Poor diet in early childhood can lead to deficiencies in essential vitamins and nutrients – such as Vitamin A deficiency, which weakens children’s immunity, increases their risk of blindness and can even lead to death from common childhood diseases like diarrhoea.
While the MMS aims at children in the school-going age group, it is crucial to ensure adequate nutrition for kids in the first six months of life and more importantly from birth. According to United Nations Children’s Fund (UNICEF), the UN agency responsible for providing humanitarian and developmental aid to children worldwide, in the first two years of life, breastfeeding saves lives, shields children from disease, boosts brain development and guarantees children a safe and nutritious food source.
UNICEF and World Health Organization (WHO) recommend that infants begin breastfeeding within an hour of birth, be exclusively breastfed for the first six months, and continue being breastfed until two years of age or beyond.
At the age of six months, children need to begin eating their first solid foods. Young children should be fed frequently and in adequate quantities throughout the day, and their meals must be nutrient-dense and comprise a variety of food groups. Caregivers should prepare and feed meals with clean hands and dishes, and interact with the child to respond to hunger signals.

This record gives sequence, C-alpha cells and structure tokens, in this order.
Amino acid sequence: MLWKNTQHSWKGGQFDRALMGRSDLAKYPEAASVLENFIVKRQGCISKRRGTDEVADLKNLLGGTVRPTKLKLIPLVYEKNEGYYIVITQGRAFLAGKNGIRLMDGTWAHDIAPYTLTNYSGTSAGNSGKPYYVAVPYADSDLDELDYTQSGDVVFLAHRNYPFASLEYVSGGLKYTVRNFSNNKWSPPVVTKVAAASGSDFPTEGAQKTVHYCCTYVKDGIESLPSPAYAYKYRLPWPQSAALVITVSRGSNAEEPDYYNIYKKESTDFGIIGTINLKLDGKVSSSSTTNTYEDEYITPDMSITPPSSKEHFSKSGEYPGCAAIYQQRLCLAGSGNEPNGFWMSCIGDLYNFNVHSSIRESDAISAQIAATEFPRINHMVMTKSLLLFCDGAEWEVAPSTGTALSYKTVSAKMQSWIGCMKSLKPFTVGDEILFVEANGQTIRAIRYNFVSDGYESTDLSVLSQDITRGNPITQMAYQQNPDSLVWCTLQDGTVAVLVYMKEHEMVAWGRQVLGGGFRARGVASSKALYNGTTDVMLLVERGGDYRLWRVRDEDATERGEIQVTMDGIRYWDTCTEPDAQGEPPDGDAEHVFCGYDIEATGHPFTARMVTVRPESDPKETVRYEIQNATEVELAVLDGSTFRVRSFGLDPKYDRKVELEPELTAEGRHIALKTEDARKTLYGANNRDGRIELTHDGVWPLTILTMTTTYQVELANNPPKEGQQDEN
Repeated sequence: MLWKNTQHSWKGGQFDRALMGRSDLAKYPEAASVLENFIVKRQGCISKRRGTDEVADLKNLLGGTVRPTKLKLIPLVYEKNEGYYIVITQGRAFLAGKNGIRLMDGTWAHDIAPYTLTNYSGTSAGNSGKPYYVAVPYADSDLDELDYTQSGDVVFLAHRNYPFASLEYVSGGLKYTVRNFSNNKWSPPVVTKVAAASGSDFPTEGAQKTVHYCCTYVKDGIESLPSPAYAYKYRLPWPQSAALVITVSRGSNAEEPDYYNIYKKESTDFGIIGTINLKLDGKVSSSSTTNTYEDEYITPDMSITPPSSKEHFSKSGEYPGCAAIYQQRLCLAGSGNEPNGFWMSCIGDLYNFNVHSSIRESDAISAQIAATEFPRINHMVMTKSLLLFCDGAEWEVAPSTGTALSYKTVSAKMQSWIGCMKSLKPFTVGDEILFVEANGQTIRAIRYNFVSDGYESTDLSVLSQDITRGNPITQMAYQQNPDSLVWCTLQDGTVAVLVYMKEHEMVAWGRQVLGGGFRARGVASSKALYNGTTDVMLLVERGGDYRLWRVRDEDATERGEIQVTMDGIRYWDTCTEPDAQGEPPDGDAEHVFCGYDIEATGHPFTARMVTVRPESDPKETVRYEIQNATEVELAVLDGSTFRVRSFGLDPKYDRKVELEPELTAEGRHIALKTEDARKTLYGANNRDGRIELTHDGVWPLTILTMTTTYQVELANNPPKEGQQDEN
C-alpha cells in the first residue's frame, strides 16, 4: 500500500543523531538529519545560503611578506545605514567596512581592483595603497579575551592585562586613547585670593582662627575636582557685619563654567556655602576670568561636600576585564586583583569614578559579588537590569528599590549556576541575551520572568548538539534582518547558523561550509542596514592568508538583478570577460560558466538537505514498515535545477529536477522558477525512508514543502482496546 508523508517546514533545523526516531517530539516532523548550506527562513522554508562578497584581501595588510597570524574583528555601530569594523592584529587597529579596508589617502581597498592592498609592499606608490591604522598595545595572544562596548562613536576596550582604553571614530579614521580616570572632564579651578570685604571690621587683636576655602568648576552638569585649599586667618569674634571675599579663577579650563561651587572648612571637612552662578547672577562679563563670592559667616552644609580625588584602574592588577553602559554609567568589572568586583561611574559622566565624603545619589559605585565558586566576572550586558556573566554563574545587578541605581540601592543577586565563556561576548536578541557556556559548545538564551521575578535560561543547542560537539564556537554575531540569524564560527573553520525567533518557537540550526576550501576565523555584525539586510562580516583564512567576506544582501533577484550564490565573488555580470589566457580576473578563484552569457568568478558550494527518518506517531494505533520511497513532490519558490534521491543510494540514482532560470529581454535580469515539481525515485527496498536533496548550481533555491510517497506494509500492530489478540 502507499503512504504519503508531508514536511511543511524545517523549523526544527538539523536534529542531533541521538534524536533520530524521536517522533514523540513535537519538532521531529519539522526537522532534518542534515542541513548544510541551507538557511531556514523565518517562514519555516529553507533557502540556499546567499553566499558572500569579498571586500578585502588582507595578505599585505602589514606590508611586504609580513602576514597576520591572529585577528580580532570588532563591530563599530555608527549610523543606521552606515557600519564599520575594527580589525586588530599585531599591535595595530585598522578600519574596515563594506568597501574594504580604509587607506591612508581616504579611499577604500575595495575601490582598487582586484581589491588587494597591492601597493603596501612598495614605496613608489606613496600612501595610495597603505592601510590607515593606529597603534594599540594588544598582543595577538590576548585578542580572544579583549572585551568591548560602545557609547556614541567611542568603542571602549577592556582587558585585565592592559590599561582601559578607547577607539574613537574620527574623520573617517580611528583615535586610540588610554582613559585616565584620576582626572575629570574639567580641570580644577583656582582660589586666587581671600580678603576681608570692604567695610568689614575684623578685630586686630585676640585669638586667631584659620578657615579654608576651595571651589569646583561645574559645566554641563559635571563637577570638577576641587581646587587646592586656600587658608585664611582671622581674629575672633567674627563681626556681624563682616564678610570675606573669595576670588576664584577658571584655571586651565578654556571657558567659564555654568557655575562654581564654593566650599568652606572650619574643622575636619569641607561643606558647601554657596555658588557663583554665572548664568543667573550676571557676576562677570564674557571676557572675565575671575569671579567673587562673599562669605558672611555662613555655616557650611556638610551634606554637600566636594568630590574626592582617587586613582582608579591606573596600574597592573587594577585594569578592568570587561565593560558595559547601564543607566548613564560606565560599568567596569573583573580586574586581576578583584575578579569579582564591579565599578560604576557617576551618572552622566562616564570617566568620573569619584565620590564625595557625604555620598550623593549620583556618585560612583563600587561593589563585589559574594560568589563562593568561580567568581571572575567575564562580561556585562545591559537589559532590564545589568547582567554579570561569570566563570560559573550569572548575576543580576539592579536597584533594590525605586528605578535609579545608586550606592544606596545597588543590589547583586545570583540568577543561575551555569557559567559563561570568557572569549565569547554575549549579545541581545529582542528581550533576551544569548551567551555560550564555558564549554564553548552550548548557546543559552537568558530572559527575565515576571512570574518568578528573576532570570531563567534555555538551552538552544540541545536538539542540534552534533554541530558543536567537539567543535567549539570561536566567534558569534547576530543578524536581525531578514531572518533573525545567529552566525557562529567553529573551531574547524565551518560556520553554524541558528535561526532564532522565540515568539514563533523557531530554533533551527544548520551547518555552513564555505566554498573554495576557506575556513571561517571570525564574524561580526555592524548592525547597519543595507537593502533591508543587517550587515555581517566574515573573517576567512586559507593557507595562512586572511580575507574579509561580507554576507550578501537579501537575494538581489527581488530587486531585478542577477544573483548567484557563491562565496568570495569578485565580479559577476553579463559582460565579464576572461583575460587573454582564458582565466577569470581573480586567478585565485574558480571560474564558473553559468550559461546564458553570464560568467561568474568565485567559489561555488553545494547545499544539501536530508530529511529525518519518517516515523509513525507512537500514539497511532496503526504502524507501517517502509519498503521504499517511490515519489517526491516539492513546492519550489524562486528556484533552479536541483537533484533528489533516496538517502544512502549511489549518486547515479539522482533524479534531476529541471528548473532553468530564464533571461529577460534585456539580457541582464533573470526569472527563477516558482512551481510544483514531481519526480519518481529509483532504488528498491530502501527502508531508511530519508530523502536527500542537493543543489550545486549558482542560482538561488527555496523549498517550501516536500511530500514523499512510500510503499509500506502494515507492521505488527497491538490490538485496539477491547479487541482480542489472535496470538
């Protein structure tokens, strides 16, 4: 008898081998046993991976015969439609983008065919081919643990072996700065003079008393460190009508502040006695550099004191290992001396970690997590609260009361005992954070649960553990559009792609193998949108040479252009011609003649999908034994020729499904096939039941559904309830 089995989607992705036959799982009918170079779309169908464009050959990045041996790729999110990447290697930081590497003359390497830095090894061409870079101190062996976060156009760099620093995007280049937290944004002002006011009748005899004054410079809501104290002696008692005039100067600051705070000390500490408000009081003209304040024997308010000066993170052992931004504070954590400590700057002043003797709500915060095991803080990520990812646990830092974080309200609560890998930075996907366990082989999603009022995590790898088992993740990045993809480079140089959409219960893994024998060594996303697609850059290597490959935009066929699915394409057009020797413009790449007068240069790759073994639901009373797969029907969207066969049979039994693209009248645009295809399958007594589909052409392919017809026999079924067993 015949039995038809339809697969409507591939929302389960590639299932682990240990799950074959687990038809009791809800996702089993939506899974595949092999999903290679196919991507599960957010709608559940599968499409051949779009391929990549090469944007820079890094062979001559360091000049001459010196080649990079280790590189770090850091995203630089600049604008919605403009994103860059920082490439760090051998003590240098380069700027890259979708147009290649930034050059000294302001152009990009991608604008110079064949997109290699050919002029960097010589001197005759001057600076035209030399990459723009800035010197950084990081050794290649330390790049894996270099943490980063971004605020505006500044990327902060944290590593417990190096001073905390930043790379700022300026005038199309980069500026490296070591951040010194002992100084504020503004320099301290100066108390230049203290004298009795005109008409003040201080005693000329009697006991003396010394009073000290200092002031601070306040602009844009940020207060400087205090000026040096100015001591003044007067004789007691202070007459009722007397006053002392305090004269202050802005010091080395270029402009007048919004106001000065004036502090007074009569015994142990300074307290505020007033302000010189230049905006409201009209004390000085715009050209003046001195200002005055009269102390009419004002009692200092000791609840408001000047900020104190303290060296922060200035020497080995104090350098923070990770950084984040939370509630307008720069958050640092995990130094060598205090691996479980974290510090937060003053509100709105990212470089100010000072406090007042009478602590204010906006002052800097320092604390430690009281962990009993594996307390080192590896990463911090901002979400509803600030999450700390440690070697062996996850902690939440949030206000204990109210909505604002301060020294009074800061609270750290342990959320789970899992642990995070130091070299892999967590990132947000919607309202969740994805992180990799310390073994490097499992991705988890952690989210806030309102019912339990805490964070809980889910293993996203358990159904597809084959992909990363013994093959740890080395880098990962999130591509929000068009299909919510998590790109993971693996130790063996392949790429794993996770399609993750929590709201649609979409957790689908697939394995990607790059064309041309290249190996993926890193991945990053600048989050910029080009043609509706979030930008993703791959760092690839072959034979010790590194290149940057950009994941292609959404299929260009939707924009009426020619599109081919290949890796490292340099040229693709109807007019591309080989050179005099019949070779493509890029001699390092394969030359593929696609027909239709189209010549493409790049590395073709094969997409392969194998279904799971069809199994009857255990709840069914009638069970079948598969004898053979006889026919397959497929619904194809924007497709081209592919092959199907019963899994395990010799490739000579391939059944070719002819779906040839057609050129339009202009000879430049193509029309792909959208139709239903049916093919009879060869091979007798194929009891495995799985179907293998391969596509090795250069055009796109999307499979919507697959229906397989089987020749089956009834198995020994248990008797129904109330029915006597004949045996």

Young children’s diets frequently comprise grains, with little fruits, vegetables, eggs, dairy, fish or meat. Many are increasingly being fed sugary drinks and packaged snacks high in salt, sugar and fat, says UNICEF. “We need to educate parents to provide a nutritive value-based diet that is easily available in every home. It has to be prepared exclusively for children. Besides, there needs to be emphasis on protein, micronutrients and calorie based food for children in school. De-worming children at regular intervals is important, too. Regular checks on height-weight and age development needs to be conducted,” says Dr Rajesh Suragihalli, district health and family welfare officer, Shivamogga.
Inputs from: Donna Eva/Bengaluru; BK Lakshmikantha/Mysuru; Prakash Samaga/Udupi; Ramachandra Gunari/ Shivamogga; Mahesh Goudar/Bagalkot/Vijayapura; Ramkrishna Badseshi/Kalaburagi; Tushar Majikar/Belagavi; Divya Cutinho/Mangaluru.